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Did You Know…

It may surprise you to learn that the bathroom is the most dangerous room in the house. After all, kitchens have ovens, burners and knives, and garages have vehicles, hot water heaters and all kinds of tools that could cause injury.

But the bathroom is worse, according to the Centers for Disease Control and Prevention(1). Think about it – the surfaces are porcelain, fiberglass, tile and vinyl. When they get wet, they can be slippery. You are often in bare feet. Throw rugs or dropped towels and washcloths can move when you step on them. And soap and shampoo increase the probability that your skin will slide when it comes in contact with any of those smooth surfaces.

More than 800,000 people a year are hospitalized from injuries they got in a fall(2), and of those, 300,000 are seniors who have broken a hip(3). Many others have suffered traumatic brain injuries or other broken bones. And more falls happen in the bathroom than in any other room. Worst of all, most of those falls – as well as the ensuing pain, medical costs and loss of independence – are preventable.

Why do injuries from falls increase as we age? The explanations are logical when you think about it. Our bones lose density and our muscles are not as strong as they were when we were younger, so we are weaker overall. (Many wrist, arm and elbow breaks come from trying to catch ourselves as we fall, so both upper body and lower body strength is involved.)

Our vision might be poorer, so we don’t see a puddle, or a white washcloth that fell onto a white tile floor. We may have some difficulty with balance, either organically or caused by prescription medicines that we take. And because our bones may be more brittle, a fall that might have just bruised us at age 40 could send us to the emergency room and the rehabilitation hospital with broken bones when we are seniors.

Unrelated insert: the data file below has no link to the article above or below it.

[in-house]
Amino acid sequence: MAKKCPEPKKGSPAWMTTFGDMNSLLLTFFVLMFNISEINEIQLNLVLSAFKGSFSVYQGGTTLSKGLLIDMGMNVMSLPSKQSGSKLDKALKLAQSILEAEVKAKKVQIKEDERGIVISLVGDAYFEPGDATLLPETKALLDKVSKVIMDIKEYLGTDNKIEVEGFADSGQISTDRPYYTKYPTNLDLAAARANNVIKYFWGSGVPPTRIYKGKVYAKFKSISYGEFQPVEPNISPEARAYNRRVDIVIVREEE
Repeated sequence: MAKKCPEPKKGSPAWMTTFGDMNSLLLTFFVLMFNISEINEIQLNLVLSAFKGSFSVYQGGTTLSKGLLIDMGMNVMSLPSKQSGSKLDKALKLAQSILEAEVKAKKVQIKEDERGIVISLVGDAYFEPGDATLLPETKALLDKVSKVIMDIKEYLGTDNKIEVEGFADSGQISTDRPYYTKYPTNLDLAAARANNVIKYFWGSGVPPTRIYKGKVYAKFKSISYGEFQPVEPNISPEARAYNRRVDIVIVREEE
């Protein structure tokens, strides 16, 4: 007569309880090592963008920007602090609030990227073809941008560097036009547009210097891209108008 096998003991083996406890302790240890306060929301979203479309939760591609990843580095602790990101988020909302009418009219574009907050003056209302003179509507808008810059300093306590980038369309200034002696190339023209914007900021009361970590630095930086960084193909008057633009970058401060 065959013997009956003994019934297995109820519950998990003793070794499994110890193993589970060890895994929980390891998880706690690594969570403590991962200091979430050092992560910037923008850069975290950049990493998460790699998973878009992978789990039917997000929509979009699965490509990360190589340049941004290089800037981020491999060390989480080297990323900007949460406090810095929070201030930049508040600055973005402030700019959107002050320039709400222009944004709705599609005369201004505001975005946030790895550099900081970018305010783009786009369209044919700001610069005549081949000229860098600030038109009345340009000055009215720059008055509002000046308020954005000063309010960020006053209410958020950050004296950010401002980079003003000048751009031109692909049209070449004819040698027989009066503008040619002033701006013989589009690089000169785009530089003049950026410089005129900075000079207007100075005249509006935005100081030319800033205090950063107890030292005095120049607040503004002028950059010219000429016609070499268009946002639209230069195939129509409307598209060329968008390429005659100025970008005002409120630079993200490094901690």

These are the reasons that we make Designed for Seniors walk – in tubs.

Our Safety Benefits

With a walk-in tub, you will never again have to balance yourself as you step over the wall of a tub when you are getting in or out. Instead, a door in the side opens to allow you access. You will never have to support your own weight as you lower yourself into or lift yourself out of the water; instead, you are settled comfortably on a raised seat (which is ADA-compliant at 17 inches). Our double-latching door is leak-proof, which means no water will get on your floor. And your footing is steadier – you just walk in or walk out (over a deliberately low threshold).

In addition, Designed for Seniors tubs have built-in anti-scald temperature protection, non-skid surfaces on the seat and the floor, and grab bars placed where you need them. The ability to hold on to a sturdy, non-movable support bar when you are changing positions or transferring your weight in a tub is an important safety feature. (In recommendations as to how to make your bathroom safe, AARP recommends grab bars, anti-scald devices and seats in the bath or shower(4). The home renovation program This Old House echoes those recommendations and also adds step-in access and a hand-held showerhead, both of which our tubs have(5).

But let’s talk about some other benefits a walk-in tub brings. If you only take showers because baths seem too dangerous, a walk-in tub allows you to soak in warm water again, easing the aches of your muscles (arthritis, fibromyalgia and low back pain in particular)(6) and helping you relax. Remember how contented you felt when you could soak in a tub of water at the right temperature? It’s soothing and it’s therapeutic, and you shouldn’t have to give it up.

Our tubs also are equipped with 16 gently massaging air jets and 8 fully adjustable hydrotherapy jets, which allow you to target sore areas of your body with warm pulses of water. (Hydrotherapy also may help you relieve stress and sleep better.)

(1 ) Centers for Disease Control and Prevention (CDC), Nonfatal Bathroom Injuries Among Persons 15 and Older
(2 ) CDC, Costs of Falls Among Older Adults
(3 ) CDC, Important Facts about Falls
(4 ) AARP, Bathroom Checklist
(5 ) This Old House, 6 Ideas for Elder-Friendly Design
(6 ) Arthritis Foundation, Warm Water Works Wonders on Pain